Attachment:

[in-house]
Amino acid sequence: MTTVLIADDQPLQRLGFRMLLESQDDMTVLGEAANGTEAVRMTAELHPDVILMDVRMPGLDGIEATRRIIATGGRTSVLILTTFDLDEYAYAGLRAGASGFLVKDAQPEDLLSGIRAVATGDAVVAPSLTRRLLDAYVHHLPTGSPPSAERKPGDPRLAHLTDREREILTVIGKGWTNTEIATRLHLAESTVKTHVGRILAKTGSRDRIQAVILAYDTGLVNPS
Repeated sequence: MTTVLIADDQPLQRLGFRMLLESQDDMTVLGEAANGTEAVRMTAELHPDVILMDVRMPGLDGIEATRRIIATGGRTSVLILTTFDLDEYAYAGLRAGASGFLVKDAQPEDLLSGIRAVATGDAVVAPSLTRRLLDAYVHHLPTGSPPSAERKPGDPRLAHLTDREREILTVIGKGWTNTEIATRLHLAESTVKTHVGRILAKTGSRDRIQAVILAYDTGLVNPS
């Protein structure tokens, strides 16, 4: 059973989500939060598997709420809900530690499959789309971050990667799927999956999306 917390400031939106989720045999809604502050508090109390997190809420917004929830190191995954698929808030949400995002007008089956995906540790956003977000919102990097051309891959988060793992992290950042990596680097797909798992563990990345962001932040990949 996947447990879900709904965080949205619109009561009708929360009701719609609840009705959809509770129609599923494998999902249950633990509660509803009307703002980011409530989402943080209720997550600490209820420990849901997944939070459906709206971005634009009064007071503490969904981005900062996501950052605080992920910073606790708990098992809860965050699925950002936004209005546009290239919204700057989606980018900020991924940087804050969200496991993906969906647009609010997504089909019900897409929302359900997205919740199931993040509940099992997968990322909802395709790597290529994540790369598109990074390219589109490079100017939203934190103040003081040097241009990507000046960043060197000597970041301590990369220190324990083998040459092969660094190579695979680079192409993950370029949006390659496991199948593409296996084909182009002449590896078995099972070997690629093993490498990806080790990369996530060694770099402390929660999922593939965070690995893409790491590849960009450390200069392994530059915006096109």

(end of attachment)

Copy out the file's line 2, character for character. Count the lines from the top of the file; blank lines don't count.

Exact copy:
Amino acid sequence: MTTVLIADDQPLQRLGFRMLLESQDDMTVLGEAANGTEAVRMTAELHPDVILMDVRMPGLDGIEATRRIIATGGRTSVLILTTFDLDEYAYAGLRAGASGFLVKDAQPEDLLSGIRAVATGDAVVAPSLTRRLLDAYVHHLPTGSPPSAERKPGDPRLAHLTDREREILTVIGKGWTNTEIATRLHLAESTVKTHVGRILAKTGSRDRIQAVILAYDTGLVNPS